for James Byrd, Jr.




Someone loves this between forest and jungle

Its wild dogs and families full of grace.

Cradled in sycamore, cypress, willow and/or
pines that tower and point
with precision of sharpshooters’ guns.

Men herded men, lumbered and oiled the shit
out of this land. Spindletop’s slick, wooden
bequeathal of refinery lung.

Ships slunk into this gulf for post post-Civil
War slave delivery.

(Refine that.)

Hard winter never comes but brains are
squirrelled away anyway.

God soundlessly slithers in and out of a skull
like a water moccasin.

It’s in my honey / it’s in my milk.

It ran with me under pines until I could
pretend the fallen needles and cones no longer
hurt my bare feet.



A black man tore purse from shoulder and
phantom pain still slides down my mother’s arm.

Her eyes bounce around like pinballs when
she runs into someone whose skin flashes her
back to that act.

Fangs, whiskers and pointed ears inked on the
dark faces in my father’s yearbook.

His own hard baseball face had only popped
a few red stitches.

He’d soon be pitched to
brotherhood of electrical workers.

They made sure to put us kids in Brady Bunch-
only kinds of yearbooks.

Festival of liberty.

Jimmy into another life, or:
slip into the back pocket of what’s left
of this thicket like the hi-hat slips
nearly unnoticed into song.



Some can’t breathe in this dense in-between;
nothing’s ever all that much alive alive-o
in these pines. Or it’s too much.

When I sang (with bullfrogs) to my sisters at night—
first when there’s nothing, but a slow glowing
—I only half-believed in sleep and song.

Electrician versus homemaker every night he was home,
all night long—not the Lionel Ritchie version.

I stayed awake for the clicking of small, brown
cucarachas across the linoleum
as the lights were flicked on.

(I can’t be boy or nun
but maybe a secret closetful
of functioning antique rifles.)

Out by our pond where we jarred
tadpoles, skulls of dogs
perched on sticks.

That that kind of wicked
apprenticed in my neck
of the woods.



Citizens on sundown town’s attempt at
desegregation, otherwise known as
Operation “fly in milk bowl”:

One woman on Inside Edition has a baseball
bat and is willing to use it on “niggers and
nigger lovers.”

Another “don’t mind being friends with them,
talking and stuff like that, but as far as
mingling and eating with them, that’s
where I draw the line.”

In chemistry class: can alchemy change blue
blood to gold? I considered this with cheap liquor
until almost blacked out.



Neighbors of fire: their cocksure teeth
gleamed in the sun like broken glass.

The Klan doesn’t always do the whole
clandestine thing anymore; no white robe/
pointy hat get-up in the dead of night.

From I-10, I saw them parade like some mean
kind of Mardi Gras; imagined chains and ropes
instead of purple, green and gold beads
for a flash of black chest.

Local sheriff looked into the news cameras
and said, “There’s no organized Klan in these
parts anymore,” as though he was trying to
convince his kids that he still loved
their mother.




In college/flux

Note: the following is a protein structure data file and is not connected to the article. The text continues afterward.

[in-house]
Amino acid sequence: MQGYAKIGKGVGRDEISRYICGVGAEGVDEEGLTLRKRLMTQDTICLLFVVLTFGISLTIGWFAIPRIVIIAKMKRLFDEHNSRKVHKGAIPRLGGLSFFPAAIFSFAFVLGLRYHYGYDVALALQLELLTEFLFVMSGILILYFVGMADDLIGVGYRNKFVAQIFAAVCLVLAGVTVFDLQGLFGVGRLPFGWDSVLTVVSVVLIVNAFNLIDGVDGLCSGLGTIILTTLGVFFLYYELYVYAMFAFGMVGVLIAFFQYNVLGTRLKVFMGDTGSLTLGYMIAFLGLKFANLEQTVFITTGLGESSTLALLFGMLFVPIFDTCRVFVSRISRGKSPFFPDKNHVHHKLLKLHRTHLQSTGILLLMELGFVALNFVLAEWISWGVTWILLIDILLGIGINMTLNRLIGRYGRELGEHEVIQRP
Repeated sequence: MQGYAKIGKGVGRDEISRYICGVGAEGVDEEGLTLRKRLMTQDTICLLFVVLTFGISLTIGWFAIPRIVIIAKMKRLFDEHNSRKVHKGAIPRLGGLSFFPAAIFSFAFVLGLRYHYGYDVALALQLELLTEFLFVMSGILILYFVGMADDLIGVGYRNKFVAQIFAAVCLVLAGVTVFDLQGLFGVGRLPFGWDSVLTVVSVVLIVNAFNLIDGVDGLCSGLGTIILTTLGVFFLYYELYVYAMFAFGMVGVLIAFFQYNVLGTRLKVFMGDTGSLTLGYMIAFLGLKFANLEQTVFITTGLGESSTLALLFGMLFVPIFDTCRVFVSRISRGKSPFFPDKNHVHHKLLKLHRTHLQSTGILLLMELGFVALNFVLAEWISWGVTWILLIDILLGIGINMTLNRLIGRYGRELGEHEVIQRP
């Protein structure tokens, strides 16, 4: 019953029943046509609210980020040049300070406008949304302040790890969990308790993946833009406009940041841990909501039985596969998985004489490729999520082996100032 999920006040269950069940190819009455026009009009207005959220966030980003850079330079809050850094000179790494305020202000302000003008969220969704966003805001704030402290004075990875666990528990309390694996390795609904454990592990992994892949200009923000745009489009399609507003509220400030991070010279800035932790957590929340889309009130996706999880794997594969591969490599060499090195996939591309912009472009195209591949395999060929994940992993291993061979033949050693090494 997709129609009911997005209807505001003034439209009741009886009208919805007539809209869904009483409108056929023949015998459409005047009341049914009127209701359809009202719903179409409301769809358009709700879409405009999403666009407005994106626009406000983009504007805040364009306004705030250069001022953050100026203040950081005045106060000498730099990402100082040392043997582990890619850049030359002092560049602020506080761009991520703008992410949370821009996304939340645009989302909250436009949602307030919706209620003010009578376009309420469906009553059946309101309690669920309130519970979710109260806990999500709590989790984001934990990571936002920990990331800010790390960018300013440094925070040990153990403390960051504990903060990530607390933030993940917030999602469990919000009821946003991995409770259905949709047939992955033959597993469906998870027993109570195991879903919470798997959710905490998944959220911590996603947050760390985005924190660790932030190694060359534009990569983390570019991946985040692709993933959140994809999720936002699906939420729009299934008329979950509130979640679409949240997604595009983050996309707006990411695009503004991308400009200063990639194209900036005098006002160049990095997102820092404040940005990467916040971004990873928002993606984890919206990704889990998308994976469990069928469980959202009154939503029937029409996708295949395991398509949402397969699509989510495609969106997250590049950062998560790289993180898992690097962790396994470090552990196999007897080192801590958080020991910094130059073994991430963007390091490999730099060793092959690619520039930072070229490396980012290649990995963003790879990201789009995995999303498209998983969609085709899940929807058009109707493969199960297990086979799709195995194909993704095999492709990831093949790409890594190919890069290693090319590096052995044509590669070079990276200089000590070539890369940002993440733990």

when three cocksures chained you to the back
of their pickup as though you were some old
leather shoe—the kind people used to tie to
newlyweds’ cars to ward off evil spirits…

I’d just changed my major from criminal
justice to communications.

Tongue-tied and dizzy.

When they ground you into gravel wasteland:
trail of flesh and limbs and face married to 75
different sections of road.

Cops circled each spot unceremoniously
in red spray-paint, spelled out “HEAD”
where it had been whipsawed from your body.

I wondered if my family full of grace saw thief
or animal.

My obsession with JFK’s assassination

On the 6 o’clock news one of your murderers
claimed: “I’d do it all over again.”

So as not to forget this or to self-contradict,
he’s mapped it out with ink on his body.



Your friends say you whooped whatever
piano was around.

Shook some Al Green tunes out of any
ordinary day.

On this magic road, you can be anything
you wanna be.

Like your favorite artist once again known as Prince,
you could pick up any instrument
and make it home.

And we sing, James: Honey, I know I know I know
times are changing.

They say you always knew you’d put Jaspar,
that jewel of the forest, on the grand old
Texas map.

Fuck Texas and the mapmaker
who waits until you’re three miles
wide to mark your spot.

Your kids only wanted one (more) time
to see you laughing.

I wonder if, out on that old logging road,
your song was sure and clear, lightning
in their veins.

Sometimes (always), the past erupts
out of the muck, like a snake we didn’t know
was there but is suddenly in our goddamned boat.

All shocked and appalled.



Up in Michigan, I still try to shake
thicket out of this sluggish
stumbling into myself.

Gulf marshes and levies recede through
no fault of their own; we’ll soon know
all their secrets.

In a presidential election year, from telephone
safety, I call my mother

In Texas, just before Obama is elected,
Brandon McClelland is run down, dragged
underneath truck to his death.

“Fringe element,” some townsfolk say.

Fancy talk for: we’re already getting over
this road-burning away of dark bodies.

Easier to rehearse our alibis,
get to the local carwash,
clean this busted pickup of proof.